• Fundació Joan Miró: 1 July – 18 September 2011
  • MARCO, Museo de Arte Contemporánea de Vigo: 21 October 2011 – 22 January 2012 


ArtAids employs art in the fight against HIV/Aids by inviting leading artists to produce work in order to raise public consciousness and to encourage involvement. ArtAids was set up by the Dutch patron and writer living in Barcelona Han Nefkens.

Han Nefkens (Rotterdam, 1954) is President of the ArtAids Foundation and owner of the H+F Collection, created in 2000. Apart from being a collector, he is currently developing a remarkable work as patron and promoter of artistic projects with a clearly social purpose, especially those related to the fight against IHV/AIDS. The slogan of the Foundation, ‘We fight AIDS with art. Worldwide’, reflects the personal satisfaction of verifying that art and the fight against AIDS can be complementary, hence giving his activities as a collector a new sense and dimension.

+ INFO en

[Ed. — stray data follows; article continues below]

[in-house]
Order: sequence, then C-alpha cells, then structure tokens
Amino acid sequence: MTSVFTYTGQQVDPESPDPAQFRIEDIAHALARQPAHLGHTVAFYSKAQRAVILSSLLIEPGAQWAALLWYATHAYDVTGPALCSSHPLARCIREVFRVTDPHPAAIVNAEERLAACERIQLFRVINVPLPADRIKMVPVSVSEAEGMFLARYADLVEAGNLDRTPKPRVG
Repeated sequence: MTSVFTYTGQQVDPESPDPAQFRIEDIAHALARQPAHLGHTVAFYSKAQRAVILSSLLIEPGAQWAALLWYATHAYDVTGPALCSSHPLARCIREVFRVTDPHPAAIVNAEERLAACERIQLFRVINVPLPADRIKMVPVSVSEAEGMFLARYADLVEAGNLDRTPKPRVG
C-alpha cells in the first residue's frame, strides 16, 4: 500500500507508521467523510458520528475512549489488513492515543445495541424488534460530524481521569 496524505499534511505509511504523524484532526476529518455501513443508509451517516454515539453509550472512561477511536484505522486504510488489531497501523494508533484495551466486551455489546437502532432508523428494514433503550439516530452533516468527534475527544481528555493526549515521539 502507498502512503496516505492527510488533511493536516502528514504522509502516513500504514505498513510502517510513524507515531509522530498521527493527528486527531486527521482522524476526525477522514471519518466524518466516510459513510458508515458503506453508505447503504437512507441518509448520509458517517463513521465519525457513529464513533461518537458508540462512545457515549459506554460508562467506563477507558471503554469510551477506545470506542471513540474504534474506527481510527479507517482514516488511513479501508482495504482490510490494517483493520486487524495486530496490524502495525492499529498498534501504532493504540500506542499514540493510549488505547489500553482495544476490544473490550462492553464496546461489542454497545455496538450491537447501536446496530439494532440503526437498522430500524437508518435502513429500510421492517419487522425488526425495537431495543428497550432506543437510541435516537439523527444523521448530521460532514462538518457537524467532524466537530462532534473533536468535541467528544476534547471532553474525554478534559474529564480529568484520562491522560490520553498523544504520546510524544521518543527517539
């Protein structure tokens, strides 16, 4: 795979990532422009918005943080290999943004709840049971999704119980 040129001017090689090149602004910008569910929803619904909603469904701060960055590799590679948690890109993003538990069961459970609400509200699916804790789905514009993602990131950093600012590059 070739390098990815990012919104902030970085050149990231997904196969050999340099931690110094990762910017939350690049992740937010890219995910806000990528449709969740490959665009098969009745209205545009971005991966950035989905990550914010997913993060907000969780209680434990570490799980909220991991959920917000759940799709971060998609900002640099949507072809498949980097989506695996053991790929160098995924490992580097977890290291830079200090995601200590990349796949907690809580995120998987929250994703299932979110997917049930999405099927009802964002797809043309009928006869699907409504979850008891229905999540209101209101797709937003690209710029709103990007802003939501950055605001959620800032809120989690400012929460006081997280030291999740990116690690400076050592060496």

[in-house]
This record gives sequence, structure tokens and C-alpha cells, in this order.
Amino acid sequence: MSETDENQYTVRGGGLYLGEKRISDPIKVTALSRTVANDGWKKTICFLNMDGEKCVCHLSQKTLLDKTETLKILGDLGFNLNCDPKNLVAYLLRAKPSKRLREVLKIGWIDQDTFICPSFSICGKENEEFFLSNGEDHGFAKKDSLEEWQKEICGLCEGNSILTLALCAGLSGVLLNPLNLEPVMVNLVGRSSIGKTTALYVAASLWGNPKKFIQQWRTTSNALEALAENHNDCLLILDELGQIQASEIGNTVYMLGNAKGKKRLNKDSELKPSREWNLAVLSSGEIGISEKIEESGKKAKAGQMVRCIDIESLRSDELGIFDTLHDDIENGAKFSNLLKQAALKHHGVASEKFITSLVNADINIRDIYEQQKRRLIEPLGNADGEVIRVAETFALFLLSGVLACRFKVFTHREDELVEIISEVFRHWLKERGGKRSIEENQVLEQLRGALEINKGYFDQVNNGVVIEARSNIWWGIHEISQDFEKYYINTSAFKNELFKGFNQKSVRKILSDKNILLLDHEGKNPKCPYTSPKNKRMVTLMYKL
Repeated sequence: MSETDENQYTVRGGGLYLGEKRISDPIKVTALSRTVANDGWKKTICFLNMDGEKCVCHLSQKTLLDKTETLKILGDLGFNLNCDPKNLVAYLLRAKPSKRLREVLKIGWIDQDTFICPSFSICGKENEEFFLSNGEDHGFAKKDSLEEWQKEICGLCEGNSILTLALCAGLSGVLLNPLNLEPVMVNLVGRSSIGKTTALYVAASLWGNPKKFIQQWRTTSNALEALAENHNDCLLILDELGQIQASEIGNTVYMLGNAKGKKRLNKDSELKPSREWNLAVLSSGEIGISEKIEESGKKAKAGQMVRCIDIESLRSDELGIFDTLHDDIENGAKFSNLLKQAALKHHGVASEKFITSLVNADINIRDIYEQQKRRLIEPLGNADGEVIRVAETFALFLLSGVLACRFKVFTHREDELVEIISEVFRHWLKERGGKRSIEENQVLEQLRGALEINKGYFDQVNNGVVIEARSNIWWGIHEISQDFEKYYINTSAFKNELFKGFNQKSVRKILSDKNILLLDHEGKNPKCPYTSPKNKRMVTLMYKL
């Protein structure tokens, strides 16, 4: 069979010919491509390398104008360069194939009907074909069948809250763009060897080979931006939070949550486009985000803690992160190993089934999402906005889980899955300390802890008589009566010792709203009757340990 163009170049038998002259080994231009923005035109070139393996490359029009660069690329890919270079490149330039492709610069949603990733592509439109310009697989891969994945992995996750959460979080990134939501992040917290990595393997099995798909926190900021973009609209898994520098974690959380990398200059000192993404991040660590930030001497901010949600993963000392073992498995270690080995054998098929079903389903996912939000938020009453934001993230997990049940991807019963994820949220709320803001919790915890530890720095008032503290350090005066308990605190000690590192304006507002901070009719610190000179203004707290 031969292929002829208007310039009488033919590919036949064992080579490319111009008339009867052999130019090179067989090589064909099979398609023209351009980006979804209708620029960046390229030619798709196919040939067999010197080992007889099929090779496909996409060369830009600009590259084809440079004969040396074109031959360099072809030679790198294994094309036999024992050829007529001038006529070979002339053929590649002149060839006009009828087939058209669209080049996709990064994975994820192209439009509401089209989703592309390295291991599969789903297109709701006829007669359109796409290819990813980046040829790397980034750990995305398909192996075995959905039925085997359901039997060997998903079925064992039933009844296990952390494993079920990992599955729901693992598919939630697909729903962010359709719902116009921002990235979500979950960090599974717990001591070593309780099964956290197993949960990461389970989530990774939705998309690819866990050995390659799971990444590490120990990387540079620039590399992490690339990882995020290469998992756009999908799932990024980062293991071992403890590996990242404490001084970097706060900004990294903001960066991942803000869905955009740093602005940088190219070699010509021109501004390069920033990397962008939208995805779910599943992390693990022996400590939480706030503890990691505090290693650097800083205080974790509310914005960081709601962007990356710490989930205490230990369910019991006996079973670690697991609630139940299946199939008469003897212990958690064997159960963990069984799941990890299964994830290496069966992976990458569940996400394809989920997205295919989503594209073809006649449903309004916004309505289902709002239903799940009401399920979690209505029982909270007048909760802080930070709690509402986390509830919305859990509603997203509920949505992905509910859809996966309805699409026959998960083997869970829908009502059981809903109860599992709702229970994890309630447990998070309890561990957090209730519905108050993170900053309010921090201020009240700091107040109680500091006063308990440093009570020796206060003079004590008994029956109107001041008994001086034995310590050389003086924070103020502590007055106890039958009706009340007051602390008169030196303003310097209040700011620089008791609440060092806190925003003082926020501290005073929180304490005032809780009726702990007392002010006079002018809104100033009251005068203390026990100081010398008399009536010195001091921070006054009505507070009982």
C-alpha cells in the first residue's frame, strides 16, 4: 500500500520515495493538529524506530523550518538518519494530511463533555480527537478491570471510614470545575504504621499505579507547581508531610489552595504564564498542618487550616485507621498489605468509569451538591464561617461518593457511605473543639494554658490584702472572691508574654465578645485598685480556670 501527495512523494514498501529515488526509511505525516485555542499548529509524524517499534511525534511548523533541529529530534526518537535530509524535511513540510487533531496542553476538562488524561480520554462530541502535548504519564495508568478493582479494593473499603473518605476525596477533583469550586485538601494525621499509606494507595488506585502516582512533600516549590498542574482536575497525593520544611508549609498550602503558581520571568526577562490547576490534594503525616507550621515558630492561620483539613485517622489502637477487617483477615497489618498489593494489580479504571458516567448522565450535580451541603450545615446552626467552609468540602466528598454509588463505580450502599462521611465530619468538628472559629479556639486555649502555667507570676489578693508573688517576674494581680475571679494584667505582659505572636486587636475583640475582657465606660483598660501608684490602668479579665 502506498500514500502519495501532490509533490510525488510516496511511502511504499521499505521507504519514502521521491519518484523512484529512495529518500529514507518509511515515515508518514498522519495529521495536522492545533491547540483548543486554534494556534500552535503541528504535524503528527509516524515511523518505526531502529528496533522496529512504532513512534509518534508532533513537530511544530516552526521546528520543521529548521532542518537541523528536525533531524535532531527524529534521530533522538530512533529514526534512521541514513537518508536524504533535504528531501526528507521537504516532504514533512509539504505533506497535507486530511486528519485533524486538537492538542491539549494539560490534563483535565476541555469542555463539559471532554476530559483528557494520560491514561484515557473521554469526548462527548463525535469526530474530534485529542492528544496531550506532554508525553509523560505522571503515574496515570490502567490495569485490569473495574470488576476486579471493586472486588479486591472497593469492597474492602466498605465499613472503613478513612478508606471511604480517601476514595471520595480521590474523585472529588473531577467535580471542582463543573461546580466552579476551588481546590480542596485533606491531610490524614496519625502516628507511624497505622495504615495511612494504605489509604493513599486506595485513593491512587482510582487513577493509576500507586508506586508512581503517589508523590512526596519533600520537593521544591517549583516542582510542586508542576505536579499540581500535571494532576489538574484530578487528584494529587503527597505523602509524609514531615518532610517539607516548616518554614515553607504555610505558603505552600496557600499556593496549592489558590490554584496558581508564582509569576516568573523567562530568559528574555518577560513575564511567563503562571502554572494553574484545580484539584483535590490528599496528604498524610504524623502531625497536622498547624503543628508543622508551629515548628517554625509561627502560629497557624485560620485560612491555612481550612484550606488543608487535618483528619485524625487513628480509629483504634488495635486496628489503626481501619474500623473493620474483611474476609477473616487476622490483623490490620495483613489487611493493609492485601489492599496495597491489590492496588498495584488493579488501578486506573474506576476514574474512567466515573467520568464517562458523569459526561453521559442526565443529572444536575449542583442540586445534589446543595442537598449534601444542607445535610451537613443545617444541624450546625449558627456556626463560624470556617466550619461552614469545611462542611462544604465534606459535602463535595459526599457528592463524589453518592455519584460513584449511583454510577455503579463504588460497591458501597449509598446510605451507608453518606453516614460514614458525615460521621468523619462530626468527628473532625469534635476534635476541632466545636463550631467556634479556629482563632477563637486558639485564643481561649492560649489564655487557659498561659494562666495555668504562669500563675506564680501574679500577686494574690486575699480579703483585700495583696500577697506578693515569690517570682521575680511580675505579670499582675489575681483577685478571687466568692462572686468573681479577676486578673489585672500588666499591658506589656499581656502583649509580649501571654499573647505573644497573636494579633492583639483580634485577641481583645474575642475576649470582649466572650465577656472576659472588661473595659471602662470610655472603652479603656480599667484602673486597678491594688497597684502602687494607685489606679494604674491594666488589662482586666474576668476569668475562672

Han Nefkens, Founder and President of the ArtAids Foundation

Coproduced between the ArtAids Foundation, Fundació Joan Miró and the MARCO, the exhibition YOU ARE NOT ALONE is intended to prompt reflection on the discrimination and stigmatisation to which, even today, AIDS sufferers are subject. Although medical advances have increased the expectancy and quality of life of sufferers, at least in the developed world, this progress has not been reflected in a reduction in the social rejection they experience. Social and collective initiatives can overcome false perceptions and habits arising from ignorance and prejudice, and art can help to change views and attitudes.

In YOU ARE NOT ALONE, 18 artists from around the world help to fight stigmatisation by reappraising the causes, consequences and current context of AIDS as well as the ways of fighting it. The works in the exhibition offer a vision of AIDS from the perspective of different countries on different continents, all of which suffer the illness to a greater or lesser intensity. These visions will help raise awareness among viewers of the need to exchange knowledge and experiences in order to fight the illness and prejudice both openly and fearlessly.

The ArtAids Foundation has produced works specifically designed for the exhibition by nine internationally acclaimed artists whose work does not generally approach the subject of AIDS. The selected artists are Deimantas Narkevičius (Lithuanis), Latifa Echakhch (Morocco), Danh Vo (Denmark/Vietnam), Christodoulos Panayiotou (Cyprus), Lorena Zilleruelo (Chile), Lucy and Jorge Orta (United Kingdom and Argentina) and Elmgreen & Dragset (Denmark and Norway).